Entertainment » Movies

The Fugitive Kind

by Sam Cohen
EDGE Media Network Contributor
Friday Jan 17, 2020
The Fugitive Kind

During the 1950s, both Marlon Brando and playwright Tennessee Williams were white-hot in their Hollywood careers. Brando netted inordinate sums of money to star in every film, while Williams also netted inordinate sums of money to adapt his plays for the big screen. Sidney Lumet's 1959 adaptation of Williams' "Orpheus Descending" takes the mythology out of the original text but none of the soul-sickening drama that made the source material so engaging.

Lumet and Williams were an odd couple, as the latter frequently depicted the internal struggle of lost souls in a broken America, while the former was a realist and opted for externalization when it came to drama. Yet, the collaboration between the two artists made one of the best film adaptations of Williams' work. The Criterion Collection has finally upgraded its 2010 DVD of "The Fugitive Kind" on Blu-ray and while the restoration performed years ago looks a bit rough, this new release is no less a great addition to a catalog of films that have previously gone unloved.

Valentine "Snakeskin" Xavier (Brando) seeks to get out of the trouble-prone life he's been leading in New Orleans. He picks up his guitar, gets in his car and takes off for anywhere and everywhere. But after his car breaks down in small southern town, he finds himself drawn in by Lady Torrance (Anna Magnani), a lonely housewife whose husband is an abusive dime-store owner that's dying of cancer. When Val takes up employment at the shop, an alcohol-fueled woman from his past named Carol Cutrere (Joanne Woodward) also enters his life. With the racist sheriff not taking kindly to this the drama that Val has seemed to create, the stage is set for a clash.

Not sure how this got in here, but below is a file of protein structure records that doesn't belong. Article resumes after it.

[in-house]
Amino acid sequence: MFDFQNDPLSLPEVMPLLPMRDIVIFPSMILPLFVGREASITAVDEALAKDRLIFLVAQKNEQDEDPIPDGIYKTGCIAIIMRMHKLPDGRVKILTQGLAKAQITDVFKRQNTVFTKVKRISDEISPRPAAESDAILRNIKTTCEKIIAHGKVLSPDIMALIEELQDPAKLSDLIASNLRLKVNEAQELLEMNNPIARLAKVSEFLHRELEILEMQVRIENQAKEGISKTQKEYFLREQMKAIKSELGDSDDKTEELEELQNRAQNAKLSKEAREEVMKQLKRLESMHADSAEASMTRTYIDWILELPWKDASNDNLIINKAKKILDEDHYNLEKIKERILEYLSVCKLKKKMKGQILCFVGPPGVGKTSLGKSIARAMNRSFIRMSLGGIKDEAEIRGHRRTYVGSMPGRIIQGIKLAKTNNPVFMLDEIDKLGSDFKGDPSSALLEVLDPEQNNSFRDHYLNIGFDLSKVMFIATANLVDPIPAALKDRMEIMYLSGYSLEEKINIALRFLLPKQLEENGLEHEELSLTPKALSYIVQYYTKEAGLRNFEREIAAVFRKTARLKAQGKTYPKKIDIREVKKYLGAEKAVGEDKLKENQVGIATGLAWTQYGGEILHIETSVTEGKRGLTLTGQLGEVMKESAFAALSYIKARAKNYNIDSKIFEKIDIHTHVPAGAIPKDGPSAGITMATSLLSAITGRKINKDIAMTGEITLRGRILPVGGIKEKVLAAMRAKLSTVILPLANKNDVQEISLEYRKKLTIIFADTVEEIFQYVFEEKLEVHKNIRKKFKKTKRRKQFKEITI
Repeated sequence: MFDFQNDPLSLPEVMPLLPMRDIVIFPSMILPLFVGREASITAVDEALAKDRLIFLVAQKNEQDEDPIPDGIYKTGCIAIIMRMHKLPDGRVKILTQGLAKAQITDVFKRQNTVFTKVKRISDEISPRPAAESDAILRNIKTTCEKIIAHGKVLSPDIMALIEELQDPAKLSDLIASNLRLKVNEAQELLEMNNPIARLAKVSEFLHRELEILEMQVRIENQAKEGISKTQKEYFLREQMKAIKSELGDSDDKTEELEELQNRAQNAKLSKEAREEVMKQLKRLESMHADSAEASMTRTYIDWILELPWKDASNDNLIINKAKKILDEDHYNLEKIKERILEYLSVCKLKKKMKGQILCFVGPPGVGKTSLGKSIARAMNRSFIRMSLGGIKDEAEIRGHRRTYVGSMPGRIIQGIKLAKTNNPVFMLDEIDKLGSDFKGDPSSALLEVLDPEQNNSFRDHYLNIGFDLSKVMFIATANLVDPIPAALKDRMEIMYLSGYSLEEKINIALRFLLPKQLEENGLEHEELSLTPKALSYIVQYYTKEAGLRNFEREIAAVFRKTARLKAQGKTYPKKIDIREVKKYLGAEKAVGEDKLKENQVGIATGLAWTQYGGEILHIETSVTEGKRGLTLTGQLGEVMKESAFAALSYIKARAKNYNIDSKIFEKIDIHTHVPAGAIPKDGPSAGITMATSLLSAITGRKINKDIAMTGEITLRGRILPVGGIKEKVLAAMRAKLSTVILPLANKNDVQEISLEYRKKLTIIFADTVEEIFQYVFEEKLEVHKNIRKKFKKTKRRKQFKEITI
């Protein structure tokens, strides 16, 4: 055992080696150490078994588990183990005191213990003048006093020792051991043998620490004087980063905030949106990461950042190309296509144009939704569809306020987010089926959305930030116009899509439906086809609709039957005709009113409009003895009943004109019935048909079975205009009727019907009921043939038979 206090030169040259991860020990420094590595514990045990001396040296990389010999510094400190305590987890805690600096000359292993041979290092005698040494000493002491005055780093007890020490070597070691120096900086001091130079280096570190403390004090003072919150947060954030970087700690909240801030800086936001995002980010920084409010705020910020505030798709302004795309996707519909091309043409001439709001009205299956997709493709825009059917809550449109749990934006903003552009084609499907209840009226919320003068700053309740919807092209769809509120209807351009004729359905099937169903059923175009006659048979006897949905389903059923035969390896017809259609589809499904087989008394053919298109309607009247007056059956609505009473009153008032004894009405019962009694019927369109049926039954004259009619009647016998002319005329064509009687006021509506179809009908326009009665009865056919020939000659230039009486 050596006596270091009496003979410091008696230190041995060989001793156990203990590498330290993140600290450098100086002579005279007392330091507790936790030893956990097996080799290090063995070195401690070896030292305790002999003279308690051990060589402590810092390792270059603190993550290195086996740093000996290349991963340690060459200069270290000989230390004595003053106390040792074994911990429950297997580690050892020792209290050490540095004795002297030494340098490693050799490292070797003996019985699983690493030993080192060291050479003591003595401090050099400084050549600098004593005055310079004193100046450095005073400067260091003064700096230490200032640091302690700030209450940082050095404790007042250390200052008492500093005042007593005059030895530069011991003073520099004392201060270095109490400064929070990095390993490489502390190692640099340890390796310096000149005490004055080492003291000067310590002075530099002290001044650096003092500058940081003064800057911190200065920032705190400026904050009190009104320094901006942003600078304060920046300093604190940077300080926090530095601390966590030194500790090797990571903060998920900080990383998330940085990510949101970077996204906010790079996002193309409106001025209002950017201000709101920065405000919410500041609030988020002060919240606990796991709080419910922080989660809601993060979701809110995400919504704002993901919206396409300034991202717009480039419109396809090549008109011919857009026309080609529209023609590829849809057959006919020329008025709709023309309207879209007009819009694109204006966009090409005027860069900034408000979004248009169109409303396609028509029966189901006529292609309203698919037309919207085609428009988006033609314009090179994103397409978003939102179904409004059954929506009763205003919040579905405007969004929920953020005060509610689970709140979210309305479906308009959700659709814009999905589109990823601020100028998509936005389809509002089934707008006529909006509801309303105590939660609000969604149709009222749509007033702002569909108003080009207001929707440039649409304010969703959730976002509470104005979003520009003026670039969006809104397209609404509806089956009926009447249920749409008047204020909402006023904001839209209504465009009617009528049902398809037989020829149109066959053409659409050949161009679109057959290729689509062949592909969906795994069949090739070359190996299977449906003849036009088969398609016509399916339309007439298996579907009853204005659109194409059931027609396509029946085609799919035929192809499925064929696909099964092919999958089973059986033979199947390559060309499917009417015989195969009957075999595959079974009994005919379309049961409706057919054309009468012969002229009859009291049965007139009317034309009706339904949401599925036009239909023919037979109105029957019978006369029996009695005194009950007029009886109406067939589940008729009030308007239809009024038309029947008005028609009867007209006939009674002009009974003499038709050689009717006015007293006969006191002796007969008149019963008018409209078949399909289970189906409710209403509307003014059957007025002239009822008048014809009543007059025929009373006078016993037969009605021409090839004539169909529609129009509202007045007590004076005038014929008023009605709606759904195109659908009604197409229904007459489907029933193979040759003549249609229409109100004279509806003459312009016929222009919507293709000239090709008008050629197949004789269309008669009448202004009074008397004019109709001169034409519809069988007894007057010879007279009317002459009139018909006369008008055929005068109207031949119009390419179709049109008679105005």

What really struck me about "The Fugitive Kind" other than Brando and Magnani being perfect for their roles is Joanne Woodward as Carol Cutrere. To this writer, her character who has been beaten and ridiculed for showing empathy for black people is kind of stand-in for Williams. The playwright always loved to throw daggers at the social injustices of America, but here those barbs are seen through the eyes of a social outcast. In a way, this was Williams' attempt to understand what it would be like to see the world through someone so jaded by it. And picking Woodward for the role was a stroke of genius, as her odd career was filled with parts designed for her to externalize and internalize every single action.

As for the special features, what you'll find on this Blu-ray are the featurettes carried over from the DVD. An interview with Lumet recorded in 2009, in particular, is worth the purchase alone. He's someone who is very clear about artistic intent and can recall his experiences with Williams as if it happened the day before. Plus, he was a wealth of information and a genuinely talented filmmaker who wrote breathlessly on the craft, so hearing from him is always a pleasure. I'd recommend this release to fans of Brando, Williams or even Lumet, as it's one of the underrated films from all their careers. Other special features include:

• "Three Plays by Tennessee Williams" - an hour-long 1958 television presentation of one-act plays, directed by Lumet and starring Ben Gazzara and Lee Grant, among others
• Program from 2010 discussing Williams' work in Hollywood and "The Fugitive Kind"
• An essay by film critic David Thomson

"The Fugitive Kind"
Criterion Blu-ray


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